New Weekly Jobless Claims in the United States Climb to Highest Level Since October 2021 Amidst Inflation Concerns

Between May 28 and June 3, 261,000 people registered to receive a benefit, while analysts expected 237,000.

Weekly jobless claims in the United States climbed in early June to the highest since October 2021, a sign that layoffs have multiplied, while the American central bank (Fed) wants to slow economic activity to bring inflation down .

Between May 28 and June 3, 261,000 people registered to receive unemployment benefits, according to data released Thursday by the Labor Department.

This is 28,000 more than the previous week. It is also much more than the 237,000 new registrants that were expected by analysts, according to the consensus of

And there could be “a larger increase in layoffs in the coming weeks and months as a result of tighter monetary policy” from the Fed, warns Rubeela Farooqi, chief economist for HFE.

The labor market remained solid in May, with 339,000 job creations, with however an unemployment rate up 0.3 points, to 3.7%, the highest since October 2021 but still at a historically low level. .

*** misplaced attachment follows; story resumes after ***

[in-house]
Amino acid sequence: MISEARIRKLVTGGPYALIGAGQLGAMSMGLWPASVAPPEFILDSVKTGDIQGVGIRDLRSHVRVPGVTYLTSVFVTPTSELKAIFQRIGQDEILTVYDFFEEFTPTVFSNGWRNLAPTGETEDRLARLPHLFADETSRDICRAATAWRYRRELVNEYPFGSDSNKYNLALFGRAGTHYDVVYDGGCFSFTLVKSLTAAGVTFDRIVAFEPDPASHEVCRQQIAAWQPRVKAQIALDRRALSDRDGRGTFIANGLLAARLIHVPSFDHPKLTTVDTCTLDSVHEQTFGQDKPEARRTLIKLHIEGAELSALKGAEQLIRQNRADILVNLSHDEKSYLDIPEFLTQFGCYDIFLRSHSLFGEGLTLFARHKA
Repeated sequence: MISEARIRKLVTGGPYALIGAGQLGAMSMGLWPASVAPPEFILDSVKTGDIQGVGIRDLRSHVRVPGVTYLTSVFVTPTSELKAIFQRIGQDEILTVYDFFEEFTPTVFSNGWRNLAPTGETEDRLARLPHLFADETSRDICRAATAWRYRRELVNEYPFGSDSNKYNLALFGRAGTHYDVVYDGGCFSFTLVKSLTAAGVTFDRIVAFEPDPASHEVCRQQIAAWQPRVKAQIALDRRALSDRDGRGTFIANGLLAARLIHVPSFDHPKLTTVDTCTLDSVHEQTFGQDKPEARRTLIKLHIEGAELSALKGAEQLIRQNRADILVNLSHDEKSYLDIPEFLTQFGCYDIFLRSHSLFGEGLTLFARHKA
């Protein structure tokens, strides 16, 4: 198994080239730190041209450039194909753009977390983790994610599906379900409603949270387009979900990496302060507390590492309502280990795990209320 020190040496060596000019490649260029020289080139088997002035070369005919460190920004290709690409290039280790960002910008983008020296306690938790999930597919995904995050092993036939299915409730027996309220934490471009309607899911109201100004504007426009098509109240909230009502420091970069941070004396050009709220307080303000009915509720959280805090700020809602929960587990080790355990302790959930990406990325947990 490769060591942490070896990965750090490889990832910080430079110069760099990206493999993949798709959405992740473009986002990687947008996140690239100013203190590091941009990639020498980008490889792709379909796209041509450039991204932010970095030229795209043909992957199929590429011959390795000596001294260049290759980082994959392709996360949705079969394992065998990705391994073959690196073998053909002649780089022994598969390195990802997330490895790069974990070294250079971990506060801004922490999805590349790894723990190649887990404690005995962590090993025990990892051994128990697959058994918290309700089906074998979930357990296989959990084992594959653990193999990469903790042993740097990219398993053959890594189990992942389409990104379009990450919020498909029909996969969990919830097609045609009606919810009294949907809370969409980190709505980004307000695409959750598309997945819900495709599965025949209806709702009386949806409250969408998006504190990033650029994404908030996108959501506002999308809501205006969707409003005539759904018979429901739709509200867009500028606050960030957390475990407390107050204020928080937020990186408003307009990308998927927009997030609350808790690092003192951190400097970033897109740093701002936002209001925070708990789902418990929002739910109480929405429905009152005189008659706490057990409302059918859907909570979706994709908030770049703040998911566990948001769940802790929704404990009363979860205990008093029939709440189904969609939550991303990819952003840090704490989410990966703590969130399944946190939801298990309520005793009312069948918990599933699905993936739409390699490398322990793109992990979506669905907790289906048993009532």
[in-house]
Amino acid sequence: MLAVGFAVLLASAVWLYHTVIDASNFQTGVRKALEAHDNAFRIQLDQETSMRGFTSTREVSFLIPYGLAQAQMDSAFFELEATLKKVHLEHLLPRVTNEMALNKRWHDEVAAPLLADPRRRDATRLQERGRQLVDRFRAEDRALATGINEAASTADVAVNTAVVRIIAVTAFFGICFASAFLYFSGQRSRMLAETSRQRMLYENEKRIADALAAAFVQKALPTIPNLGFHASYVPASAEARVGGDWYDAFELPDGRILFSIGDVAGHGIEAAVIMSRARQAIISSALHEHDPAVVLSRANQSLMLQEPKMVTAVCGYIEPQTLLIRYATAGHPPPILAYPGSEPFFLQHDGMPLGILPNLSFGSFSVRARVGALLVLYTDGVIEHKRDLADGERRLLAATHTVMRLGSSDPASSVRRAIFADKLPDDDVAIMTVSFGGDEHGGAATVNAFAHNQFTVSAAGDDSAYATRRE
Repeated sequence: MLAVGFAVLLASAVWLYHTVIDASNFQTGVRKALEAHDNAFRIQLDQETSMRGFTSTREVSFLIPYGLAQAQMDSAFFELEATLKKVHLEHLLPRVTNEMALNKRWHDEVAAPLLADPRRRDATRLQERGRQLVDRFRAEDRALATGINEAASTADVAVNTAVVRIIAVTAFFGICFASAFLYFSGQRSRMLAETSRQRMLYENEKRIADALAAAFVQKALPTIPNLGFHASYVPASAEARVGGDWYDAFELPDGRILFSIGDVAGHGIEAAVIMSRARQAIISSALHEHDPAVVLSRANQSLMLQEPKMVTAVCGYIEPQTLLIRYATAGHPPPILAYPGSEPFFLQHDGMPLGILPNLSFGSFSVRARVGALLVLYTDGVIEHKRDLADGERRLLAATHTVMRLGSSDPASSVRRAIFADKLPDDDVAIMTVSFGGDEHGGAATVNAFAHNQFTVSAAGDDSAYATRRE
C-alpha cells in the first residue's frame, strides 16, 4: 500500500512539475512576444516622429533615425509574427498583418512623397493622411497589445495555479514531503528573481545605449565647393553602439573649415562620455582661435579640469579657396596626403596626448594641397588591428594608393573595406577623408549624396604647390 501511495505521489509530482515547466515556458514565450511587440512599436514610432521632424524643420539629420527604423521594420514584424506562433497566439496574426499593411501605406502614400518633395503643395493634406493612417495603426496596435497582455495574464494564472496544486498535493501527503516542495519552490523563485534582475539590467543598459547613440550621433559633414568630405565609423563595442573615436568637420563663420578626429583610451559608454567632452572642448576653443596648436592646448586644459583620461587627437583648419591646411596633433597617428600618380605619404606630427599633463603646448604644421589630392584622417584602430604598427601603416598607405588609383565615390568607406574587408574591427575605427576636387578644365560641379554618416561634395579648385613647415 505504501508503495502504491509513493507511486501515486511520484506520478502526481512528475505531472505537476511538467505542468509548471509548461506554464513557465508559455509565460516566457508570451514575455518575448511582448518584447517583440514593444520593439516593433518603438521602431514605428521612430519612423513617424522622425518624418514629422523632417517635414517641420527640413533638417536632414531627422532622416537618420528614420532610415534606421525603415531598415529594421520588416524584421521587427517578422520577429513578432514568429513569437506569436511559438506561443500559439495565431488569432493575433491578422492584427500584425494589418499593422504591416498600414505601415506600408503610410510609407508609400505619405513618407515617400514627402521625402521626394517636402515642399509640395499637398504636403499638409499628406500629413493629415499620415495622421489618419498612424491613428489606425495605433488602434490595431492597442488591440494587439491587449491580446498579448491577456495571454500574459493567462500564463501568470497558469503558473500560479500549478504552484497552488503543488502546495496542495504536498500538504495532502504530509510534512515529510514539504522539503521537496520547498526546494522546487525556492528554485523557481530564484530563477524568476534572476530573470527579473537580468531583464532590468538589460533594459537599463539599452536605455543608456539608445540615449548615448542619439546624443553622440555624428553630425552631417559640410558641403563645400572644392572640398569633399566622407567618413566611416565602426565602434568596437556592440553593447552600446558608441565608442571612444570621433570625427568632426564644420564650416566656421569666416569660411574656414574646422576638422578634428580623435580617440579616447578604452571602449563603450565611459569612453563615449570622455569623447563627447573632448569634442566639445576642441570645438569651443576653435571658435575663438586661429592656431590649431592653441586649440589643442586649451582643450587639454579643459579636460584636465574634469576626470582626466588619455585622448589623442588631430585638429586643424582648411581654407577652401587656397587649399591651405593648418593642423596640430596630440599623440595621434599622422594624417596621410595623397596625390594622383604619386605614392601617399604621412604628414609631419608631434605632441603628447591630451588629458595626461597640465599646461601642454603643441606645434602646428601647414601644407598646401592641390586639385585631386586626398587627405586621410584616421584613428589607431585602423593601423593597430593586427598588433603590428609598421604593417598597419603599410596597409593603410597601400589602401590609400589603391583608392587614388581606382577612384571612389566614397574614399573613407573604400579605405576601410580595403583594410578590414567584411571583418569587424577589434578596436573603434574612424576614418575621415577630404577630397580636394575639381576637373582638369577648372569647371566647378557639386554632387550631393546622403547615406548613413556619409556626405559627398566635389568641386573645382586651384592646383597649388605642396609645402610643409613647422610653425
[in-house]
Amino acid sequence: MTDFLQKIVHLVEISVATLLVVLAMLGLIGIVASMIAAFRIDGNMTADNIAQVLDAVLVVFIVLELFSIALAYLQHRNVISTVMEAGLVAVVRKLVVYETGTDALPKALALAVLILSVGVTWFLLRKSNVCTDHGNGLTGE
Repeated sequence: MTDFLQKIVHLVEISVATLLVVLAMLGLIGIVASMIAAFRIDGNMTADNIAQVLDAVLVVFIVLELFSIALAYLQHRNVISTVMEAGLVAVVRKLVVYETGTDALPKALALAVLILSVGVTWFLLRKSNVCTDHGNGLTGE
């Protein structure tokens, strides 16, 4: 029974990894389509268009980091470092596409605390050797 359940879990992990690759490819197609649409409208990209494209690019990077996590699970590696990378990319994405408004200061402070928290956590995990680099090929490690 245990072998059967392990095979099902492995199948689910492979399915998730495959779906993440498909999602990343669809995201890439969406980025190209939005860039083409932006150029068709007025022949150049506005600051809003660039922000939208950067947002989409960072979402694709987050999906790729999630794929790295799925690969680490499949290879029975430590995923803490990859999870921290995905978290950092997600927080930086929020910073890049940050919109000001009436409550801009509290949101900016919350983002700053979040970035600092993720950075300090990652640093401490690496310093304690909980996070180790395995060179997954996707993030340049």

The movement in opposite directions of job creations and the unemployment rate is explained by the different origins of these data, one from a survey of businesses, the other from households.

It also comes from the self-employed, whose ranks had swelled after mass layoffs in the spring of 2020, when the pandemic hit the economy hard. Faced with the economic slowdown, many are now turning to wage employment, without finding employment immediately.

To curb inflation, the Fed has raised its key rates ten times since March 2022, by a total of 5 percentage points. These are now within a range of 5.00 to 5.25%.

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This leads the banks to raise the cost of the loans they offer to households and businesses, in order to ease the pressure on prices.

The next Fed meeting is June 13-14, and Fed officials may choose not to raise rates, for the first time since March 2022, to take time to observe the effects of the hikes. precedents of and avoid recession.

2023-06-08 16:56:29

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